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Can Dogs Eat Pumpkin Pie? – Is It Safe for Dogs?

Nicole Cosgrove Profile Picture

By Nicole Cosgrove

can dogs eat pumpkin pie2

Pumpkin pie is a favorite at Thanksgiving, and some people like to have their pets join in the festivities. But is it a good idea to feed your dog a piece of pumpkin pie? Or what if your dog sneaks into the pie when you aren’t looking — what should you do?

This article goes over why your dog should or shouldn’t eat pumpkin pie. Keeping your dog safe and healthy is a top priority of pet owners, so it is good to know what to expect in certain circumstances. We know that it’s hard not to give your best buddy people food, but as you will see in this article, it’s better to keep your dog healthy and provide appropriate snacks that keep your dog safe.Divider 8

Can Dogs Eat Pumpkin Pie?

No, dogs should not eat pumpkin pie because it has too much sugar, and the spices in the pie may upset your dog’s stomach. Plain pumpkin is okay for a dog to eat, but once you add sugar and cream with other ingredients, you are creating food that is not ideal for dogs.

First, processed sugar is different from natural sugar. Dogs need sugar, but it should be from whole food sources, such as bananas or blueberries, where they contain nutrients along with the natural sugars from the fruit. If your dog eats refined sugar, it is full of empty calories that can cause weight gain, metabolic changes, and over time, diabetes.

Pumpkin pie spice contains a variety of spices that are okay for dogs in small amounts. However, nutmeg is especially bad for dogs because it contains a compound called Myristicin, which is toxic to dogs if they consume it in high amounts. Fortunately, your dog won’t be exposed to the toxin if eating a slice of pumpkin pie, but the spices could upset their stomach.

pumpkin pie
Image By: Brent Hofacker, Shutterstock

What to Do If Your Dog Eats Pumpkin Pie

If your dog sneaks a piece of the pie when you aren’t looking, there’s no need to be too alarmed. Your dog may exhibit signs of stomach upset such as vomiting or diarrhea, but it should pass within a few hours. However, if your dog continues to show symptoms and appears to be worsening, you will want to have your veterinarian assess them.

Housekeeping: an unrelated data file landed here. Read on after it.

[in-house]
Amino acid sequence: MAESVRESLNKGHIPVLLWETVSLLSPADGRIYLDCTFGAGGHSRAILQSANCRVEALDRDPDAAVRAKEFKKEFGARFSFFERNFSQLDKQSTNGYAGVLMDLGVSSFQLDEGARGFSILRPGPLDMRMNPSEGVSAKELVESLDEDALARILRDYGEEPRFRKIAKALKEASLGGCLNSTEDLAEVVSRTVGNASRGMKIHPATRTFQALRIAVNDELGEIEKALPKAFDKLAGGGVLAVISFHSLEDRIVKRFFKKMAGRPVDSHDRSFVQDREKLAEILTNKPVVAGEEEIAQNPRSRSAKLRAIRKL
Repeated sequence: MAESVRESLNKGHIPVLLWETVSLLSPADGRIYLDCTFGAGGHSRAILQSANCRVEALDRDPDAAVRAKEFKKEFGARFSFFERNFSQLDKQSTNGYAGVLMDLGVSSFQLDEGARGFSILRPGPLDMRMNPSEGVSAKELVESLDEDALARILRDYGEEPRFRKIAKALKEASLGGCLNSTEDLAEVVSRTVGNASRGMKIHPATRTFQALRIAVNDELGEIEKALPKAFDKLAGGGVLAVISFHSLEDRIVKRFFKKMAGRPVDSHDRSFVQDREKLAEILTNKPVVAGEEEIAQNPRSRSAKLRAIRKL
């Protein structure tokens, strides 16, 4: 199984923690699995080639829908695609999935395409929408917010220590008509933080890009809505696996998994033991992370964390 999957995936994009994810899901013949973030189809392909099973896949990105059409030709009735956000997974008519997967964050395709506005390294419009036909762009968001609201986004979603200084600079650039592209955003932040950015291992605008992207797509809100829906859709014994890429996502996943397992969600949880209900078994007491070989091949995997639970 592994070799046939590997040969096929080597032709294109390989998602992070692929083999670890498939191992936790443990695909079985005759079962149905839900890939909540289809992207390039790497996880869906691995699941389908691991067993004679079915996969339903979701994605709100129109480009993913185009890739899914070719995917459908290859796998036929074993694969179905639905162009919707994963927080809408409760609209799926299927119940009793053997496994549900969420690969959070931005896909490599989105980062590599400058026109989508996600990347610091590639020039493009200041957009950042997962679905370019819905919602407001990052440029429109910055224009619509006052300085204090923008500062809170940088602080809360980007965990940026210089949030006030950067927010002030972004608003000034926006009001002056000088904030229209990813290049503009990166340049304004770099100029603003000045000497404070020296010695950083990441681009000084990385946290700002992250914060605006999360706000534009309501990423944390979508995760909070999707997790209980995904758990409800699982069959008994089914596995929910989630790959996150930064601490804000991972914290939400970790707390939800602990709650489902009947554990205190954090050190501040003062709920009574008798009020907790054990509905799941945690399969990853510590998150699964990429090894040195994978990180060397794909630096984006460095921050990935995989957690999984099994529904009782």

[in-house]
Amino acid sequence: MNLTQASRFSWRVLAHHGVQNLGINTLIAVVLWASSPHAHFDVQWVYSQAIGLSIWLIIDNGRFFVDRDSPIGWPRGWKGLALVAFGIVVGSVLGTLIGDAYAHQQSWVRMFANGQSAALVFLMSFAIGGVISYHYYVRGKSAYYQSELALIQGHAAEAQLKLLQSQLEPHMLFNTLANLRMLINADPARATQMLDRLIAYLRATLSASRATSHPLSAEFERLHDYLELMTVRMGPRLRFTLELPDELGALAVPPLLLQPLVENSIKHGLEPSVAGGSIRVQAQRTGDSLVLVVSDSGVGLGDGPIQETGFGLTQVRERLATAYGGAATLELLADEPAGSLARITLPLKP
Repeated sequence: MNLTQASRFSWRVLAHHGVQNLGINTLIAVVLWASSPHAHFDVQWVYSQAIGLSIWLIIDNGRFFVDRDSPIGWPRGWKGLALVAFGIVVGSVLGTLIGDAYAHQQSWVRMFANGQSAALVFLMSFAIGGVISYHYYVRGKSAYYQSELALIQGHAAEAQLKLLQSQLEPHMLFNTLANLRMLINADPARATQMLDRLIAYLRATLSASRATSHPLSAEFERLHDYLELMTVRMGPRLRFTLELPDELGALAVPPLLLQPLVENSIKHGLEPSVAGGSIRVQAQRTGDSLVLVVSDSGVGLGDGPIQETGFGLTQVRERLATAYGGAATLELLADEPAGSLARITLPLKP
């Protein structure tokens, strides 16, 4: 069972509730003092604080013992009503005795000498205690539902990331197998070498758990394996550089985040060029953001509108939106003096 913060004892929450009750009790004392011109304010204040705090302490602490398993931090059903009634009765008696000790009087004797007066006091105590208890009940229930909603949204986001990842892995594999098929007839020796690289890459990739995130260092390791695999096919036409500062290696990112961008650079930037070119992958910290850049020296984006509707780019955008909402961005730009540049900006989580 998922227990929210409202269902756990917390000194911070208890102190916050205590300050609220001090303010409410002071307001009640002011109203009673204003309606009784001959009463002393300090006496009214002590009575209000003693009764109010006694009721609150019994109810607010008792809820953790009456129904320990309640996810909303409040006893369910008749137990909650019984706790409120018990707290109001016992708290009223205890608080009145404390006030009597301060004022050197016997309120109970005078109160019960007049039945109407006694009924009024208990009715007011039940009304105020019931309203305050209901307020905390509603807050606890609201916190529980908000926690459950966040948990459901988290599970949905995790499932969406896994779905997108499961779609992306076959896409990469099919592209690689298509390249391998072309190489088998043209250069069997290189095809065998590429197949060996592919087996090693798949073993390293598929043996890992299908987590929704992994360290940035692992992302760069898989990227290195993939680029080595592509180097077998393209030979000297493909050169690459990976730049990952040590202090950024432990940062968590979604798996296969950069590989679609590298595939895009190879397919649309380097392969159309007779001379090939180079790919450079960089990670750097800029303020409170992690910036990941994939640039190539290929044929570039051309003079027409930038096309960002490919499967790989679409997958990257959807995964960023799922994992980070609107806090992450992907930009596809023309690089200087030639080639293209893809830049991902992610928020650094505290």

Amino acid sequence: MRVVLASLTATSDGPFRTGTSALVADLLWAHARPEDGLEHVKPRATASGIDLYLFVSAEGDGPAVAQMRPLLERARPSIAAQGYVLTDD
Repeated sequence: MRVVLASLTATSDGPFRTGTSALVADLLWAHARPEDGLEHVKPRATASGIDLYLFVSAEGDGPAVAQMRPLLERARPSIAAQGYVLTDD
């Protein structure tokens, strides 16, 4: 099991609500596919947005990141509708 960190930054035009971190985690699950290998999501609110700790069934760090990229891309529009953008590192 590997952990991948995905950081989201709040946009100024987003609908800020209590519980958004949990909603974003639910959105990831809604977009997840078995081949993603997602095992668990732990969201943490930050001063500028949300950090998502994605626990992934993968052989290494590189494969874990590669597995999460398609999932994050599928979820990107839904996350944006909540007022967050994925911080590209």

Call your vet with these symptoms:
  • Continue to vomit after more than two hours
  • Increasing diarrhea
  • Lethargy
  • Crying or whimpering

If your dog were to eat a whole pumpkin pie, you would want to watch them for signs of toxicity, especially if you have a small breed dog like a pug or a dachshund.

pumpkin pie
Image Credit: Brent Hofacker, Shutterstock

Signs of nutmeg toxicity:

  • Increased heart rate
  • Disorientation
  • Hallucinations
  • Seizures

Remember that canned pumpkin comes as either pumpkin puree or pumpkin pie filling. These can become mixed up easily, so make sure you are giving your dog the correct pumpkin. If you have concerns about the spices that your dog has ingested from the pumpkin pie, you can always call animal poison control for a consultation and to provide guidance on the best course of action to take.

If it’s hard to eat your pumpkin pie in front of your dog, you can always make them their own special pumpkin pie, such as this one from Pink Cake Plate that uses bananas, applesauce, unsweetened pumpkin, and oat flour.Divider 7


Avoid giving your dog pumpkin pie during the holidays, even if they are begging you to share with them. Instead, make yummy pumpkin dog treats that don’t include refined sugar and other spices that are too hard on their stomachs and stay away from spices that are known to be toxic.

Plain pumpkin has many health benefits, but pumpkin pie is not a food to give to your dog. If your dog accidentally gets into the pie, watch them carefully for signs of digestive upset or toxicity, depending on how much they ate in relation to the size of your dog.

See also: 6 Best Thanksgiving Dog Sweaters – Reviews & Top Picks

Featured image credit: 1, 2

Nicole Cosgrove Profile Picture

Authored by

Nicole is the proud mom of Rosa, a New Zealand Huntaway, and Baby, a Burmese cat. Originally from Canada, Nicole now lives on a lush forest property with her Kiwi husband in New Zealand. Nicole has a strong love for all animals and has experience caring for all types of dogs, from Yorkies to Great Danes. Nicole even worked as a dog sitter during her travels through South America and cared for stray pups — something she ...Read more

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